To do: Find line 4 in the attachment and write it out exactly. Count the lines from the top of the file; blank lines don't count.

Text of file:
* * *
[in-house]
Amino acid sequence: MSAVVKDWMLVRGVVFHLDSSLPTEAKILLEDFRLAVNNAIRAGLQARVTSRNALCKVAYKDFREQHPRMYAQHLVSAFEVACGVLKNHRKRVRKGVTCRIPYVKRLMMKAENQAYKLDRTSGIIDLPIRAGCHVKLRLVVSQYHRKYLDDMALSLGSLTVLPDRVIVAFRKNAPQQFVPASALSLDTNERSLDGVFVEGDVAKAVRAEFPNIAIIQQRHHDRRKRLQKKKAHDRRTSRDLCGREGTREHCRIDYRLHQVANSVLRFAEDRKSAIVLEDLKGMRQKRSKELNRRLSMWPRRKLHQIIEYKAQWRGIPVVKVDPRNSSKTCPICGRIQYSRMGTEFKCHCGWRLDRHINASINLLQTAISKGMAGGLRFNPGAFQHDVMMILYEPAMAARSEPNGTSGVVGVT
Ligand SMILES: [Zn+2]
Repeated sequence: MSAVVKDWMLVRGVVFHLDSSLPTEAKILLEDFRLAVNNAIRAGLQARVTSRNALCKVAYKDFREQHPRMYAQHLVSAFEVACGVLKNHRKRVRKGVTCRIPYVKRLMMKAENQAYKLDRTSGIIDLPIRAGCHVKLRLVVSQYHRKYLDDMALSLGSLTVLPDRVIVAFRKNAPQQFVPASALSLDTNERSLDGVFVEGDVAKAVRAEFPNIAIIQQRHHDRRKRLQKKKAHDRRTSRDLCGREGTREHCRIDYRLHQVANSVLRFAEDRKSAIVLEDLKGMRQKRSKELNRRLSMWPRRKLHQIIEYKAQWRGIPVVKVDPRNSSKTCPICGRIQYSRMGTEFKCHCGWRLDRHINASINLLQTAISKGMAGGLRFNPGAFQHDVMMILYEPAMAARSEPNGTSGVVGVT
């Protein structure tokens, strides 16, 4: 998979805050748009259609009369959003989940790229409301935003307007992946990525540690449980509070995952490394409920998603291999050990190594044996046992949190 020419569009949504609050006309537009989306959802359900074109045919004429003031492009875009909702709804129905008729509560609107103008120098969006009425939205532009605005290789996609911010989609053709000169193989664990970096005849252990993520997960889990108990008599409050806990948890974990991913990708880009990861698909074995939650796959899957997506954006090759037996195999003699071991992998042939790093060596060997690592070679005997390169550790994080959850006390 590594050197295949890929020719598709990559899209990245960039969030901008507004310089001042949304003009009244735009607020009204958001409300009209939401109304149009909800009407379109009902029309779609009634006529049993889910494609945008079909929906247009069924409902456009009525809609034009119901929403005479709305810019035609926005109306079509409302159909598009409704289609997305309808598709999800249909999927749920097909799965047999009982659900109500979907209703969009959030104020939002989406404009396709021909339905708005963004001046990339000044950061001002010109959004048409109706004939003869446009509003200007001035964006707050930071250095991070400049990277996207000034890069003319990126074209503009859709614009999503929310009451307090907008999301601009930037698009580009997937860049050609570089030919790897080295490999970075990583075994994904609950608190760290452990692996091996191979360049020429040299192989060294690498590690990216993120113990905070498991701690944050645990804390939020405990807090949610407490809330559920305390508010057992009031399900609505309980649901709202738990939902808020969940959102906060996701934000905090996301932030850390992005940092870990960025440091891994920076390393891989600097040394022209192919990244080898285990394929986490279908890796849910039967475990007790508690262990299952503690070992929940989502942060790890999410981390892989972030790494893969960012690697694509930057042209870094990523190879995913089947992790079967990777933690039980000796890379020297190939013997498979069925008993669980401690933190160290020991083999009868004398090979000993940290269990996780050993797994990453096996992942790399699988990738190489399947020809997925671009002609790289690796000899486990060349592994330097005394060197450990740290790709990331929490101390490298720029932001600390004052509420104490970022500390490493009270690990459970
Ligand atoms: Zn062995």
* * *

Repeated sequence: MSAVVKDWMLVRGVVFHLDSSLPTEAKILLEDFRLAVNNAIRAGLQARVTSRNALCKVAYKDFREQHPRMYAQHLVSAFEVACGVLKNHRKRVRKGVTCRIPYVKRLMMKAENQAYKLDRTSGIIDLPIRAGCHVKLRLVVSQYHRKYLDDMALSLGSLTVLPDRVIVAFRKNAPQQFVPASALSLDTNERSLDGVFVEGDVAKAVRAEFPNIAIIQQRHHDRRKRLQKKKAHDRRTSRDLCGREGTREHCRIDYRLHQVANSVLRFAEDRKSAIVLEDLKGMRQKRSKELNRRLSMWPRRKLHQIIEYKAQWRGIPVVKVDPRNSSKTCPICGRIQYSRMGTEFKCHCGWRLDRHINASINLLQTAISKGMAGGLRFNPGAFQHDVMMILYEPAMAARSEPNGTSGVVGVT